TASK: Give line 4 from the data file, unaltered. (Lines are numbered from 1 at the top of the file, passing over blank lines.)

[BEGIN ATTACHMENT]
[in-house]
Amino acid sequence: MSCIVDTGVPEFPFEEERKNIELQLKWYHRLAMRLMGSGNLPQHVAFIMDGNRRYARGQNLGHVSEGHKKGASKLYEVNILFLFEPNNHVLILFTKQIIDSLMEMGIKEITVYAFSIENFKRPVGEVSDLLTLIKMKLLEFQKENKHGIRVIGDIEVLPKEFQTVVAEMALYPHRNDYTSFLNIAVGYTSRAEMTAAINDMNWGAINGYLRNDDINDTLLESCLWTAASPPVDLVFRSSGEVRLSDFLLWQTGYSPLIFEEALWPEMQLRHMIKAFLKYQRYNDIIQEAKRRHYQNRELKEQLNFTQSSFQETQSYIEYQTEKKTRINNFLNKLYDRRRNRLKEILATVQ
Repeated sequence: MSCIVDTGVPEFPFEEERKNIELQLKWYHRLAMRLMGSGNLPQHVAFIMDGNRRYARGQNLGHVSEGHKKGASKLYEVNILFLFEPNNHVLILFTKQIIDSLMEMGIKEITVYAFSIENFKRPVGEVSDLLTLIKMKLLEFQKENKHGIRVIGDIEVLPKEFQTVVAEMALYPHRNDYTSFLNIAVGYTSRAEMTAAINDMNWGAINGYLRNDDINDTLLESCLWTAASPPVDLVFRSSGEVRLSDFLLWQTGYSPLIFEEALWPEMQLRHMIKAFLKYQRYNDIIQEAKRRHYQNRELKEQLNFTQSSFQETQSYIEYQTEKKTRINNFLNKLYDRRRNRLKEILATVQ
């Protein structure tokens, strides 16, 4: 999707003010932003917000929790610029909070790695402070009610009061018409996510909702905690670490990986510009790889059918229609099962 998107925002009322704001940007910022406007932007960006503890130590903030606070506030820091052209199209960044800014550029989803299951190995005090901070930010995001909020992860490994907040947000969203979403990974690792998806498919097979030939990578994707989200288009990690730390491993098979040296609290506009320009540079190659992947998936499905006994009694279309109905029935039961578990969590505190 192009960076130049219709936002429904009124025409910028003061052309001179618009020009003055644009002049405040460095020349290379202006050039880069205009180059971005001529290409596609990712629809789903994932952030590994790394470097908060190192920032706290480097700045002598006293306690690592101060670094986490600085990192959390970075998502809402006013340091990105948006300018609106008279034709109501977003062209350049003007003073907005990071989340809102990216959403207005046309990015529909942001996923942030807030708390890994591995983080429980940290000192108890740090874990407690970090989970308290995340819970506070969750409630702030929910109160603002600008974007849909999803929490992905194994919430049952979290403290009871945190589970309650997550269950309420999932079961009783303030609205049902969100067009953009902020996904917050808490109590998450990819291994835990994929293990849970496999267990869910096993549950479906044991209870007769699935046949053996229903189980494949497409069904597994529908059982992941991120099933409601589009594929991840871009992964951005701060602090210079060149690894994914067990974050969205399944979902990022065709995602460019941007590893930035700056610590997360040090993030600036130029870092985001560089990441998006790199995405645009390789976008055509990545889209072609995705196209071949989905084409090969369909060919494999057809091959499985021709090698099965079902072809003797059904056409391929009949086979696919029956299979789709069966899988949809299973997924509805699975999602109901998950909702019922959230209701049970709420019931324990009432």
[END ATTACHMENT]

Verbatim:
């Protein structure tokens, strides 16, 4: 999707003010932003917000929790610029909070790695402070009610009061018409996510909702905690670490990986510009790889059918229609099962 998107925002009322704001940007910022406007932007960006503890130590903030606070506030820091052209199209960044800014550029989803299951190995005090901070930010995001909020992860490994907040947000969203979403990974690792998806498919097979030939990578994707989200288009990690730390491993098979040296609290506009320009540079190659992947998936499905006994009694279309109905029935039961578990969590505190 192009960076130049219709936002429904009124025409910028003061052309001179618009020009003055644009002049405040460095020349290379202006050039880069205009180059971005001529290409596609990712629809789903994932952030590994790394470097908060190192920032706290480097700045002598006293306690690592101060670094986490600085990192959390970075998502809402006013340091990105948006300018609106008279034709109501977003062209350049003007003073907005990071989340809102990216959403207005046309990015529909942001996923942030807030708390890994591995983080429980940290000192108890740090874990407690970090989970308290995340819970506070969750409630702030929910109160603002600008974007849909999803929490992905194994919430049952979290403290009871945190589970309650997550269950309420999932079961009783303030609205049902969100067009953009902020996904917050808490109590998450990819291994835990994929293990849970496999267990869910096993549950479906044991209870007769699935046949053996229903189980494949497409069904597994529908059982992941991120099933409601589009594929991840871009992964951005701060602090210079060149690894994914067990974050969205399944979902990022065709995602460019941007590893930035700056610590997360040090993030600036130029870092985001560089990441998006790199995405645009390789976008055509990545889209072609995705196209071949989905084409090969369909060919494999057809091959499985021709090698099965079902072809003797059904056409391929009949086979696919029956299979789709069966899988949809299973997924509805699975999602109901998950909702019922959230209701049970709420019931324990009432």